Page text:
Commodities Corner: Bubbling Crude

By Glenn Dyer | More Articles by Glenn Dyer

More oil gains last week, gold and silver rose again, copper lost some of its rosy hues of the week before, iron ore weakened and coal fell.

Oil markets are stabilising at the highest level of the year – up 70% since January and more than 100% year-on-year.

In fact oil prices have now risen for nine weeks in a row, which is reportedly the longest winning stretch evert recorded.

The tightly-controlled supply by the OPEC+ group and a sharply rising demand have contributed to this strength, along with the damage and disruption caused to US oil and gas facilities in the Gulf of Mexico and parts of Louisiana by Hurricane Ida in late August.

Also helping keep prices higher and rising has been the gas shortage across much of Europe and in China and the north Asian basin were spot LNG prices touched $US50 a million British Thermal Units last two weeks ago.

Brent crude futures rose 92 cents, or 1.1%, to settle at $US85.53 a barrel. That was after another three-year high of $US86.10 on Thursday. Brent was up 1% in the week, its seventh weekly gain.

US West Texas Intermediate (WTI) crude futures added $1.26, or 1.5%, to settle at $US83.76 a barrel, not far off a seven-year high hit this week. The contract rose.7% on the week and was up for a ninth straight week.

The number of active US rigs drilling for oil fell by 2 to 443 in the week ending October 22, according to services group Baker Hughes.

It was the first fall after six consecutive weeks of increases.

The total active US rig count, which includes those drilling for natural gas, dropped by 1 to 542.


Precious metals also did well last week, supported by a weaker dollar but also a push of real rates into negative territory.

Comex gold rose for the fourth consecutive session, once again topping the $US1,800 an ounce mark but couldn’t hold that level and eased to settle at$US1,796.30 an ounce.

It dipped to just over $US1,793 an ounce in after-hours trading.

Gold’s jump and then sag on Friday confirmed the Fed’s tightening of its loose monetary policy stance hold little fears.

Fed chair Jay Powell said on Friday that the central bank was “on track” to begin reducing its purchases of assets.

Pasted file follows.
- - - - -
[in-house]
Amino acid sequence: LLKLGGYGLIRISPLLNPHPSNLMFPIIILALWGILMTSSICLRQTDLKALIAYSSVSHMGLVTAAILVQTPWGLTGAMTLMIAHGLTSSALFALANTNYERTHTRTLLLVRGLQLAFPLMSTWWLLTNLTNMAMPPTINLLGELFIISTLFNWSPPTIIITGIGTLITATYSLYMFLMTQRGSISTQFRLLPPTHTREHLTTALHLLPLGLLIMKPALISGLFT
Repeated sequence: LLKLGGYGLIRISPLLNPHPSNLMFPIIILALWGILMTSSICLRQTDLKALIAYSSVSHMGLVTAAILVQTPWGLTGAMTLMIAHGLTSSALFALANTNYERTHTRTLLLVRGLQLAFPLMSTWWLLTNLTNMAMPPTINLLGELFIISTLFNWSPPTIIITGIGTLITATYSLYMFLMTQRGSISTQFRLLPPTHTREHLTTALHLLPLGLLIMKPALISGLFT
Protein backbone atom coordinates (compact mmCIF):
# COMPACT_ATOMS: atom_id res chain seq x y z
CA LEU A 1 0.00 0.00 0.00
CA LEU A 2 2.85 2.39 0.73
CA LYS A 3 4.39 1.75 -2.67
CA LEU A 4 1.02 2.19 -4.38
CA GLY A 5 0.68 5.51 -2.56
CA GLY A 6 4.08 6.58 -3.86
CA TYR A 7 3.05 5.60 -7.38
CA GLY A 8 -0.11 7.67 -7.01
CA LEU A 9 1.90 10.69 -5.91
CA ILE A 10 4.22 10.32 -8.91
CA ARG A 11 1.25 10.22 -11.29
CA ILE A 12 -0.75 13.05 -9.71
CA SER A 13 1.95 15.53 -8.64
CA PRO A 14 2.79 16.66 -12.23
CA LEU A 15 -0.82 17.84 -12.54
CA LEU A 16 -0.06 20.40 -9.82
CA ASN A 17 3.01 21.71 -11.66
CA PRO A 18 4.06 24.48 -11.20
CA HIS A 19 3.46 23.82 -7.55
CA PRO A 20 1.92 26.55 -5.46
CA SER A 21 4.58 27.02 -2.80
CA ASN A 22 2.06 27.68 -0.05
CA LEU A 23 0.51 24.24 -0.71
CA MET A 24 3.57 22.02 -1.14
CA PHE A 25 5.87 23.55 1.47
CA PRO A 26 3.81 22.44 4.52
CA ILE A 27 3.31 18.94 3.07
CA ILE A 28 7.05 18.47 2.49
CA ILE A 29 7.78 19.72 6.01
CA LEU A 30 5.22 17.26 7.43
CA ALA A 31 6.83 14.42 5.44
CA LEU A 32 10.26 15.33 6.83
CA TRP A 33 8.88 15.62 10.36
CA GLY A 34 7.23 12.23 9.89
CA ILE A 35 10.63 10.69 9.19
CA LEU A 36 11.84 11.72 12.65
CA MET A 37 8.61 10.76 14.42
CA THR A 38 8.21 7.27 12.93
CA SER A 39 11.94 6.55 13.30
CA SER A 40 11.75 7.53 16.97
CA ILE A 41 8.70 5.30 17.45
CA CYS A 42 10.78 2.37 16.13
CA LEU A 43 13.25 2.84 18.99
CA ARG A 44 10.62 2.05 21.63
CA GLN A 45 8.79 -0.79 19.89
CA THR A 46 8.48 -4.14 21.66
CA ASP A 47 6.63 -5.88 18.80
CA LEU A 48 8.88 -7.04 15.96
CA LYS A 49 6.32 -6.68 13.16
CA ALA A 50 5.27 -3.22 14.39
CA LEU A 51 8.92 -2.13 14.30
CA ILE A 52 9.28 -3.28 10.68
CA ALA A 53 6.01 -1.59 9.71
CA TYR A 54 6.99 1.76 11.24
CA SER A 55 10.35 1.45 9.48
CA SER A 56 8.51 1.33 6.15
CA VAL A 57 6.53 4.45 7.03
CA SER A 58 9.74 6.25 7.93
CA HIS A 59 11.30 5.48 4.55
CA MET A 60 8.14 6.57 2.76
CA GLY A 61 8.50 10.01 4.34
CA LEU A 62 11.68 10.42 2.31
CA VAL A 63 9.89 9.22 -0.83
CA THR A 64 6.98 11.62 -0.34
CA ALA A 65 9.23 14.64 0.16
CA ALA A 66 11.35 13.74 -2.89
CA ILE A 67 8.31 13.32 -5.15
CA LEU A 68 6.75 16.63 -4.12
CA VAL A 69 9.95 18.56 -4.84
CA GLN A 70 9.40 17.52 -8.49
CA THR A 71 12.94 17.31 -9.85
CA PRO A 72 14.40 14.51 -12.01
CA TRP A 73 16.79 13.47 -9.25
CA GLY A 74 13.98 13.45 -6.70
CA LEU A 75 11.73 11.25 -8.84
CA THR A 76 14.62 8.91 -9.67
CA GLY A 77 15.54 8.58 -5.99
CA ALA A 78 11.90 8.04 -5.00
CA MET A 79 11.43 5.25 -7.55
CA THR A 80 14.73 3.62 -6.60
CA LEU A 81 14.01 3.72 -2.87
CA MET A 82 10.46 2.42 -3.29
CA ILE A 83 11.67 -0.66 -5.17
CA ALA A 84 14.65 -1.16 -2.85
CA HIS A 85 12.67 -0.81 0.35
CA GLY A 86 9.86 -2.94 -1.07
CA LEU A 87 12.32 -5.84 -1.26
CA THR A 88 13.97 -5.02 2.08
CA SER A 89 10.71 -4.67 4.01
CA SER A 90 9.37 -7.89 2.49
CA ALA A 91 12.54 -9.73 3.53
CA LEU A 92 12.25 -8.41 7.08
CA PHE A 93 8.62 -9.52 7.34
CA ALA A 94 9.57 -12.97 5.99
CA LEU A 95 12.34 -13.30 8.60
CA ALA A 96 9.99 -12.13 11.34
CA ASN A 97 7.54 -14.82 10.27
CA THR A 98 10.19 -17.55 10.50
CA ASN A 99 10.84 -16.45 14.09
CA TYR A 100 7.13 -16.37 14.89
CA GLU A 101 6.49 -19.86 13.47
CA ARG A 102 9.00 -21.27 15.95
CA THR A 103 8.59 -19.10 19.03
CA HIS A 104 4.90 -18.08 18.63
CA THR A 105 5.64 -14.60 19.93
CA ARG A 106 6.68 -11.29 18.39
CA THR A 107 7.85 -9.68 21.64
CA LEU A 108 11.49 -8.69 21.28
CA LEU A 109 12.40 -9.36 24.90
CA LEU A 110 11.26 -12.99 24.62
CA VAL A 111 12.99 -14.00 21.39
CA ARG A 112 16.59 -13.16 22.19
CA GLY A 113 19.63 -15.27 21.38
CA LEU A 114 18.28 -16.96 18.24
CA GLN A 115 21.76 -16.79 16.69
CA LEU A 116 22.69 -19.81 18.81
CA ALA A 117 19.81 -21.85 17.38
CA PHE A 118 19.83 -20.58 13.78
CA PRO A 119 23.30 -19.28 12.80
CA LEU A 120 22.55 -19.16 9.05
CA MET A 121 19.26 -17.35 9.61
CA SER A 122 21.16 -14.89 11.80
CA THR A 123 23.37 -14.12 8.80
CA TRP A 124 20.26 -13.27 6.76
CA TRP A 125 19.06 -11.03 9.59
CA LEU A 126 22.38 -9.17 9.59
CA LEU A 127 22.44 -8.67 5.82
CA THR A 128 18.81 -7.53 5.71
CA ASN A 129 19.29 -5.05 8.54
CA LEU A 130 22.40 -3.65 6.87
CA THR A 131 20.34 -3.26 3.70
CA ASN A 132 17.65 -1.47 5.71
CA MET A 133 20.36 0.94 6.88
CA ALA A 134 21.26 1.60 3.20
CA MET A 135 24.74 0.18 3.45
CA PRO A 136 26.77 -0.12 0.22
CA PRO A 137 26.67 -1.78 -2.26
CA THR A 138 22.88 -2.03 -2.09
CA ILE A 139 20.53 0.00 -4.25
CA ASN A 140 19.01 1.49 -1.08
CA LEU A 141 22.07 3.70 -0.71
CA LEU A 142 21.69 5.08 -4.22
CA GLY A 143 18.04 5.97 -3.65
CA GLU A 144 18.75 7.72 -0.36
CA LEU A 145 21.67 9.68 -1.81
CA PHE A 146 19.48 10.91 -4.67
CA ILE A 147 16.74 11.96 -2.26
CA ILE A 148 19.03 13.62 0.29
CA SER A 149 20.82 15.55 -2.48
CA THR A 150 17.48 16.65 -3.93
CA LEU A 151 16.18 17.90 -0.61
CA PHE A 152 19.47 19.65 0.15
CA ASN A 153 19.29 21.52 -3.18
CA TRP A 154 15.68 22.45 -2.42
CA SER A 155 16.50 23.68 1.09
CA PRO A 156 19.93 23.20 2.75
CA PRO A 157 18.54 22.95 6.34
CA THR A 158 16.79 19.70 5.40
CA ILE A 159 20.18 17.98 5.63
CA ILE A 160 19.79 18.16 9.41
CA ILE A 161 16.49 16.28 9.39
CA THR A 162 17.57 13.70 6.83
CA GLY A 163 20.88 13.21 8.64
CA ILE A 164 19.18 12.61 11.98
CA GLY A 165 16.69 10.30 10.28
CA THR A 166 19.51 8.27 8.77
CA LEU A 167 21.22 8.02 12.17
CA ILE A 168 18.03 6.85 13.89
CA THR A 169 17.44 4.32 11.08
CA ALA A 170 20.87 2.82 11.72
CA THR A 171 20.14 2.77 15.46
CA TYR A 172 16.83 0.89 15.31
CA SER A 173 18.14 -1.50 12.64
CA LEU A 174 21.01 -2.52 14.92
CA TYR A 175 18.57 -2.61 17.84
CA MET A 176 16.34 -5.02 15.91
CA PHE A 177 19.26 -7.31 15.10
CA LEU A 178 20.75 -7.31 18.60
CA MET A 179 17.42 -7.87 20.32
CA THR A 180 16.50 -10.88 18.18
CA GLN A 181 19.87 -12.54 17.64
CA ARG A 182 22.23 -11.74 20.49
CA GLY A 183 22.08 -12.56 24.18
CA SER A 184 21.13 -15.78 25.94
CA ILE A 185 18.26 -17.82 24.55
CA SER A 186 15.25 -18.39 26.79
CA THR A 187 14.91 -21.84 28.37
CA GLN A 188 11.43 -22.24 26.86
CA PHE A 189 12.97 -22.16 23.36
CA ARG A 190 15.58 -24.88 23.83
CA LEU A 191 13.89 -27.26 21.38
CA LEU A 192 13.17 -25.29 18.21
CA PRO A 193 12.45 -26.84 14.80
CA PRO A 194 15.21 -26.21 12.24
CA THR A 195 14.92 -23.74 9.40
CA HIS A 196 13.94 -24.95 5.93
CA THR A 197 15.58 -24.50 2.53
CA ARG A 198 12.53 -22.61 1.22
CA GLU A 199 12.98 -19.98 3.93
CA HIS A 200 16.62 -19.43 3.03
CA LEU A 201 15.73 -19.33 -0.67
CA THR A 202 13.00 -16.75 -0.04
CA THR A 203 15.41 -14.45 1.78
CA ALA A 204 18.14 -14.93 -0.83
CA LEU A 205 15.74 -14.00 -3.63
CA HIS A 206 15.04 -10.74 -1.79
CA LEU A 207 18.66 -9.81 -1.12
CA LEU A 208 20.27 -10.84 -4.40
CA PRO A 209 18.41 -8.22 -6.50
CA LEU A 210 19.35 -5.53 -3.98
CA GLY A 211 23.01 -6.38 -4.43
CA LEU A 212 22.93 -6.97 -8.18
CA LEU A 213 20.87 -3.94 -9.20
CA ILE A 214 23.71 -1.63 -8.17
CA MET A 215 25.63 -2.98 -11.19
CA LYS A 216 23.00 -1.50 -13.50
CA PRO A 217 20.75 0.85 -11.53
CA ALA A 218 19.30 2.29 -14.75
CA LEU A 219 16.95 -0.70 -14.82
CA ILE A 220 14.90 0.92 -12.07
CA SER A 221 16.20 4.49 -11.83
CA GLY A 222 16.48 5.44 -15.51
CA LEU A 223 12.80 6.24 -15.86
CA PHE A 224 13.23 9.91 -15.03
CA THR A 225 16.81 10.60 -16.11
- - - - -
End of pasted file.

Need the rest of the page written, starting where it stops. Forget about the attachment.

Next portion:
Speaking on a webcast during a panel discussion at the business conference Powell said that the US labour market might continue to improve and reach “maximum employment” next year.

It is widely believed that it is the “maximum employment” final hurdle that would result in the Federal Reserve beginning its process of interest rate normalisation or lift-off.

Up went gold over the $US1,800 level, and then down it came yet again and sagged even further in late dealings.

At settlement gold was up 0.8% for the day and 1.6%. Friday saw it kicked higher by a strong suggestion from fed chair Jay Powell that the economy was approaching ’taper time.’

US bond yields reached a high of 1.698 on Friday and then eased back to finish at 1.636% after the market had digested the Powell comments and concluded that they were not terribly new anyway.

Comex silver also rose – up 4.72% on Friday at $US24.449 an ounce at settlement. It dipped to $US24.3885 in after-hours trading but remained up 4.4% for the week.

In industrial metals, copper, took a breather, dragged down by the slowdown in Chinese growth in the third quarter.

Copper traded around $US,9905 a tonne on the London Metal Exchange, down 1.6% for the day. Comex copper settled at $US4.4950 and ended at $US4.450 in New York. That was down 4.6% for the week.


Iron ore prices finished the week a touch lower than the week before. The price of 62% Fe fines ended at $US119.52 on Friday, up $US119.52 a tonne on the day but down just over 4% from the previous week’s end at $US125.22 a tonne.

58% Fe fines ended at $US92.38 a tonne, up $3.40 a tonne or close to 4% on the day but down $US1.91 a tonne from the previous Friday.


About Glenn Dyer

Glenn Dyer has been a finance journalist and TV producer for more than 40 years. He has worked at Maxwell Newton Publications, Queensland Newspapers, AAP, The Australian Financial Review, The Nine Network and Crikey.

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